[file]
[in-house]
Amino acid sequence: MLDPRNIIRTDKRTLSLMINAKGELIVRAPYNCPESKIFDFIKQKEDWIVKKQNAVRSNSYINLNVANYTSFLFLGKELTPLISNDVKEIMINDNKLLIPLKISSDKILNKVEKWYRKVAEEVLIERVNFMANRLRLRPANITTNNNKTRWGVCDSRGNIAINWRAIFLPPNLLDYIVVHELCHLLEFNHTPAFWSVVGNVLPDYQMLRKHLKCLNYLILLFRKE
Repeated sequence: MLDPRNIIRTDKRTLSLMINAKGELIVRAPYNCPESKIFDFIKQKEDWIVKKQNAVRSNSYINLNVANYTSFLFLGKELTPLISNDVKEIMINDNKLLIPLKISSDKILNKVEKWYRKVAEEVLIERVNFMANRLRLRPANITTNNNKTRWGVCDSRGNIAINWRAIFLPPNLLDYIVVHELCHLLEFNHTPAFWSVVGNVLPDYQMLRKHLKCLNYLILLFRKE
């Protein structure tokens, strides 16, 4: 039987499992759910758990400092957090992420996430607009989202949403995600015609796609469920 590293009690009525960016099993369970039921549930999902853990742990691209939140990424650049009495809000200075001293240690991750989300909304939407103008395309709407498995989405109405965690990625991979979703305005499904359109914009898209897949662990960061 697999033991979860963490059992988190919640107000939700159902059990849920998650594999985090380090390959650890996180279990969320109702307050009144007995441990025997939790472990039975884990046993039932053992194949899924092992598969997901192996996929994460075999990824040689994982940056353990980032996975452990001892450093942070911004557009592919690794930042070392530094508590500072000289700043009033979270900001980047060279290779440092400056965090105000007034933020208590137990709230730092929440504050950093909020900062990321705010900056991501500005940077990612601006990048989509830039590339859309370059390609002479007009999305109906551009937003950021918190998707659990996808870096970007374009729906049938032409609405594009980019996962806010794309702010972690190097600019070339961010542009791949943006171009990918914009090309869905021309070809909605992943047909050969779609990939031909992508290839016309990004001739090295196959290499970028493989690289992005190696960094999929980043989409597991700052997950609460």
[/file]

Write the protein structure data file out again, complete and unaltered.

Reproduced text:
[in-house]
Amino acid sequence: MLDPRNIIRTDKRTLSLMINAKGELIVRAPYNCPESKIFDFIKQKEDWIVKKQNAVRSNSYINLNVANYTSFLFLGKELTPLISNDVKEIMINDNKLLIPLKISSDKILNKVEKWYRKVAEEVLIERVNFMANRLRLRPANITTNNNKTRWGVCDSRGNIAINWRAIFLPPNLLDYIVVHELCHLLEFNHTPAFWSVVGNVLPDYQMLRKHLKCLNYLILLFRKE
Repeated sequence: MLDPRNIIRTDKRTLSLMINAKGELIVRAPYNCPESKIFDFIKQKEDWIVKKQNAVRSNSYINLNVANYTSFLFLGKELTPLISNDVKEIMINDNKLLIPLKISSDKILNKVEKWYRKVAEEVLIERVNFMANRLRLRPANITTNNNKTRWGVCDSRGNIAINWRAIFLPPNLLDYIVVHELCHLLEFNHTPAFWSVVGNVLPDYQMLRKHLKCLNYLILLFRKE
């Protein structure tokens, strides 16, 4: 039987499992759910758990400092957090992420996430607009989202949403995600015609796609469920 590293009690009525960016099993369970039921549930999902853990742990691209939140990424650049009495809000200075001293240690991750989300909304939407103008395309709407498995989405109405965690990625991979979703305005499904359109914009898209897949662990960061 697999033991979860963490059992988190919640107000939700159902059990849920998650594999985090380090390959650890996180279990969320109702307050009144007995441990025997939790472990039975884990046993039932053992194949899924092992598969997901192996996929994460075999990824040689994982940056353990980032996975452990001892450093942070911004557009592919690794930042070392530094508590500072000289700043009033979270900001980047060279290779440092400056965090105000007034933020208590137990709230730092929440504050950093909020900062990321705010900056991501500005940077990612601006990048989509830039590339859309370059390609002479007009999305109906551009937003950021918190998707659990996808870096970007374009729906049938032409609405594009980019996962806010794309702010972690190097600019070339961010542009791949943006171009990918914009090309869905021309070809909605992943047909050969779609990939031909992508290839016309990004001739090295196959290499970028493989690289992005190696960094999929980043989409597991700052997950609460």